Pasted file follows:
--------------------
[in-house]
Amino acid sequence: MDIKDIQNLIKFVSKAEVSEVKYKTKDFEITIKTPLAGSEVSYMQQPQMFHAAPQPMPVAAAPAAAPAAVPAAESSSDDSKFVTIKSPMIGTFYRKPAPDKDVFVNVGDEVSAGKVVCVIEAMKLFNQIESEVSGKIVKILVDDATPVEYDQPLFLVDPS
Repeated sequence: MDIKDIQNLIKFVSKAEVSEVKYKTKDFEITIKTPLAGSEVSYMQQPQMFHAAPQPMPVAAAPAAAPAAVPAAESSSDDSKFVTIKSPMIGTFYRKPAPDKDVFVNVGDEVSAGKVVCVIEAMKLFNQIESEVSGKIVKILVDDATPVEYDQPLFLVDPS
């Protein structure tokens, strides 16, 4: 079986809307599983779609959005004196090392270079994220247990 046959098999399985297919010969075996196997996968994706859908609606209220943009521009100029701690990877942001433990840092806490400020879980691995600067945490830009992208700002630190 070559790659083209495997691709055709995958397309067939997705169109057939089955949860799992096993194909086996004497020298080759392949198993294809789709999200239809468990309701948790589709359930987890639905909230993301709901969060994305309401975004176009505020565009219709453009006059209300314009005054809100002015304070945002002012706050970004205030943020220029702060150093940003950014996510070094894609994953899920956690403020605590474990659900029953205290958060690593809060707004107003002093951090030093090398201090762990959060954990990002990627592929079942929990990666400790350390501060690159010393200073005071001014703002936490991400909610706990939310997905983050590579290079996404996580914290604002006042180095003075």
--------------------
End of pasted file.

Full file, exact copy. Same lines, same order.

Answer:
[in-house]
Amino acid sequence: MDIKDIQNLIKFVSKAEVSEVKYKTKDFEITIKTPLAGSEVSYMQQPQMFHAAPQPMPVAAAPAAAPAAVPAAESSSDDSKFVTIKSPMIGTFYRKPAPDKDVFVNVGDEVSAGKVVCVIEAMKLFNQIESEVSGKIVKILVDDATPVEYDQPLFLVDPS
Repeated sequence: MDIKDIQNLIKFVSKAEVSEVKYKTKDFEITIKTPLAGSEVSYMQQPQMFHAAPQPMPVAAAPAAAPAAVPAAESSSDDSKFVTIKSPMIGTFYRKPAPDKDVFVNVGDEVSAGKVVCVIEAMKLFNQIESEVSGKIVKILVDDATPVEYDQPLFLVDPS
């Protein structure tokens, strides 16, 4: 079986809307599983779609959005004196090392270079994220247990 046959098999399985297919010969075996196997996968994706859908609606209220943009521009100029701690990877942001433990840092806490400020879980691995600067945490830009992208700002630190 070559790659083209495997691709055709995958397309067939997705169109057939089955949860799992096993194909086996004497020298080759392949198993294809789709999200239809468990309701948790589709359930987890639905909230993301709901969060994305309401975004176009505020565009219709453009006059209300314009005054809100002015304070945002002012706050970004205030943020220029702060150093940003950014996510070094894609994953899920956690403020605590474990659900029953205290958060690593809060707004107003002093951090030093090398201090762990959060954990990002990627592929079942929990990666400790350390501060690159010393200073005071001014703002936490991400909610706990939310997905983050590579290079996404996580914290604002006042180095003075």